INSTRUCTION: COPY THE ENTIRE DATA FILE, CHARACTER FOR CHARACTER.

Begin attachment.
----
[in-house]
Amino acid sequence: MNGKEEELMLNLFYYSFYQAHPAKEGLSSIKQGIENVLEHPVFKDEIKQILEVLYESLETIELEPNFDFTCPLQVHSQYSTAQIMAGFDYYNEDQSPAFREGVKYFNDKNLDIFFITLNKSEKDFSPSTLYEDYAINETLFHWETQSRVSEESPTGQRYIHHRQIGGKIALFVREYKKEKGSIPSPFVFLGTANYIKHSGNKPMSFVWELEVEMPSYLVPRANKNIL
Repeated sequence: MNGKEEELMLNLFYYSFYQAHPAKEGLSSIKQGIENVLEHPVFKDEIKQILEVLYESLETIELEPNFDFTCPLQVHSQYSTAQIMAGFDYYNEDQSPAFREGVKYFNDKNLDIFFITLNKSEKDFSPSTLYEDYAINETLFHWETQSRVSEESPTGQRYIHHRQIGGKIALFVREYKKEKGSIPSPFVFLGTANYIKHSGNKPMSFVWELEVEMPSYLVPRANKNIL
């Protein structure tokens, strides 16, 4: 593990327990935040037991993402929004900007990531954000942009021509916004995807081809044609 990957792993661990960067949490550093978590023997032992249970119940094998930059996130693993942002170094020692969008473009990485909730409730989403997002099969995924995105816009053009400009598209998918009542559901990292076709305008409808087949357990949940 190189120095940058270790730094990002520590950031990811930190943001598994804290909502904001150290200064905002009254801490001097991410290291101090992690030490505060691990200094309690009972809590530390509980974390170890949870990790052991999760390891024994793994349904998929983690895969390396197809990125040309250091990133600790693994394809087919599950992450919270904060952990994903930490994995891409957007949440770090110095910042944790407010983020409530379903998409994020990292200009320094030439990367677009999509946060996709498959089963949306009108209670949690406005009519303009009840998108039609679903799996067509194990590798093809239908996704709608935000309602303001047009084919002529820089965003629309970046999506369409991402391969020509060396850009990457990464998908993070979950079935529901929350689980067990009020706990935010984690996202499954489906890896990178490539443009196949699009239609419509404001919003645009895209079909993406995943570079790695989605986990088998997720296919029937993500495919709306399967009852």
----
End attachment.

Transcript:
[in-house]
Amino acid sequence: MNGKEEELMLNLFYYSFYQAHPAKEGLSSIKQGIENVLEHPVFKDEIKQILEVLYESLETIELEPNFDFTCPLQVHSQYSTAQIMAGFDYYNEDQSPAFREGVKYFNDKNLDIFFITLNKSEKDFSPSTLYEDYAINETLFHWETQSRVSEESPTGQRYIHHRQIGGKIALFVREYKKEKGSIPSPFVFLGTANYIKHSGNKPMSFVWELEVEMPSYLVPRANKNIL
Repeated sequence: MNGKEEELMLNLFYYSFYQAHPAKEGLSSIKQGIENVLEHPVFKDEIKQILEVLYESLETIELEPNFDFTCPLQVHSQYSTAQIMAGFDYYNEDQSPAFREGVKYFNDKNLDIFFITLNKSEKDFSPSTLYEDYAINETLFHWETQSRVSEESPTGQRYIHHRQIGGKIALFVREYKKEKGSIPSPFVFLGTANYIKHSGNKPMSFVWELEVEMPSYLVPRANKNIL
């Protein structure tokens, strides 16, 4: 593990327990935040037991993402929004900007990531954000942009021509916004995807081809044609 990957792993661990960067949490550093978590023997032992249970119940094998930059996130693993942002170094020692969008473009990485909730409730989403997002099969995924995105816009053009400009598209998918009542559901990292076709305008409808087949357990949940 190189120095940058270790730094990002520590950031990811930190943001598994804290909502904001150290200064905002009254801490001097991410290291101090992690030490505060691990200094309690009972809590530390509980974390170890949870990790052991999760390891024994793994349904998929983690895969390396197809990125040309250091990133600790693994394809087919599950992450919270904060952990994903930490994995891409957007949440770090110095910042944790407010983020409530379903998409994020990292200009320094030439990367677009999509946060996709498959089963949306009108209670949690406005009519303009009840998108039609679903799996067509194990590798093809239908996704709608935000309602303001047009084919002529820089965003629309970046999506369409991402391969020509060396850009990457990464998908993070979950079935529901929350689980067990009020706990935010984690996202499954489906890896990178490539443009196949699009239609419509404001919003645009895209079909993406995943570079790695989605986990088998997720296919029937993500495919709306399967009852």